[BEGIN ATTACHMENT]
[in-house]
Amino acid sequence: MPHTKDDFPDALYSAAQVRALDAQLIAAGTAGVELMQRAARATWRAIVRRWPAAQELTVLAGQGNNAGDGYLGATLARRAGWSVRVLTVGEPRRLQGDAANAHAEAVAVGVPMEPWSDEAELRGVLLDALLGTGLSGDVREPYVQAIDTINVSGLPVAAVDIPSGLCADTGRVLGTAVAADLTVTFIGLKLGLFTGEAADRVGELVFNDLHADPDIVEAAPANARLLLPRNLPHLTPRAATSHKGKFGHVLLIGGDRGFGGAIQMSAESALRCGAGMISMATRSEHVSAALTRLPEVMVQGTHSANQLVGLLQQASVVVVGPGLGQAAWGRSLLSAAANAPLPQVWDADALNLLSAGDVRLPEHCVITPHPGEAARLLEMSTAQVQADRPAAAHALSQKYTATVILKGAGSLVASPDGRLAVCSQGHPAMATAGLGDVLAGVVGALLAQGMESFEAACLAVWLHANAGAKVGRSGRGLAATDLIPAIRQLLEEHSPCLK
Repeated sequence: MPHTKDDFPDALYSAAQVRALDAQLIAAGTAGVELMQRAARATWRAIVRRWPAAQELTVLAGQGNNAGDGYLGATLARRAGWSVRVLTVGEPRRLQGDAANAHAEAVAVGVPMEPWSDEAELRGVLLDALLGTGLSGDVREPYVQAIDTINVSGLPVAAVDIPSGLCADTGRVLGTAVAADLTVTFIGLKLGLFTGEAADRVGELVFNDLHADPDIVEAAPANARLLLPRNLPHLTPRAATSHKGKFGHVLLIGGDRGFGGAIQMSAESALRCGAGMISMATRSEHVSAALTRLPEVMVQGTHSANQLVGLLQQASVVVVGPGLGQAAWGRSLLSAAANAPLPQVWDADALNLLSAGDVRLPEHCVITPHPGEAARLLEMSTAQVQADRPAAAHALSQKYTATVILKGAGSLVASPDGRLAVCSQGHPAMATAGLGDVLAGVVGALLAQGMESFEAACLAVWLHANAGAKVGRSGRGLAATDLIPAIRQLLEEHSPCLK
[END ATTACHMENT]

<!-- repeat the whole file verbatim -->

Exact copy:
[in-house]
Amino acid sequence: MPHTKDDFPDALYSAAQVRALDAQLIAAGTAGVELMQRAARATWRAIVRRWPAAQELTVLAGQGNNAGDGYLGATLARRAGWSVRVLTVGEPRRLQGDAANAHAEAVAVGVPMEPWSDEAELRGVLLDALLGTGLSGDVREPYVQAIDTINVSGLPVAAVDIPSGLCADTGRVLGTAVAADLTVTFIGLKLGLFTGEAADRVGELVFNDLHADPDIVEAAPANARLLLPRNLPHLTPRAATSHKGKFGHVLLIGGDRGFGGAIQMSAESALRCGAGMISMATRSEHVSAALTRLPEVMVQGTHSANQLVGLLQQASVVVVGPGLGQAAWGRSLLSAAANAPLPQVWDADALNLLSAGDVRLPEHCVITPHPGEAARLLEMSTAQVQADRPAAAHALSQKYTATVILKGAGSLVASPDGRLAVCSQGHPAMATAGLGDVLAGVVGALLAQGMESFEAACLAVWLHANAGAKVGRSGRGLAATDLIPAIRQLLEEHSPCLK
Repeated sequence: MPHTKDDFPDALYSAAQVRALDAQLIAAGTAGVELMQRAARATWRAIVRRWPAAQELTVLAGQGNNAGDGYLGATLARRAGWSVRVLTVGEPRRLQGDAANAHAEAVAVGVPMEPWSDEAELRGVLLDALLGTGLSGDVREPYVQAIDTINVSGLPVAAVDIPSGLCADTGRVLGTAVAADLTVTFIGLKLGLFTGEAADRVGELVFNDLHADPDIVEAAPANARLLLPRNLPHLTPRAATSHKGKFGHVLLIGGDRGFGGAIQMSAESALRCGAGMISMATRSEHVSAALTRLPEVMVQGTHSANQLVGLLQQASVVVVGPGLGQAAWGRSLLSAAANAPLPQVWDADALNLLSAGDVRLPEHCVITPHPGEAARLLEMSTAQVQADRPAAAHALSQKYTATVILKGAGSLVASPDGRLAVCSQGHPAMATAGLGDVLAGVVGALLAQGMESFEAACLAVWLHANAGAKVGRSGRGLAATDLIPAIRQLLEEHSPCLK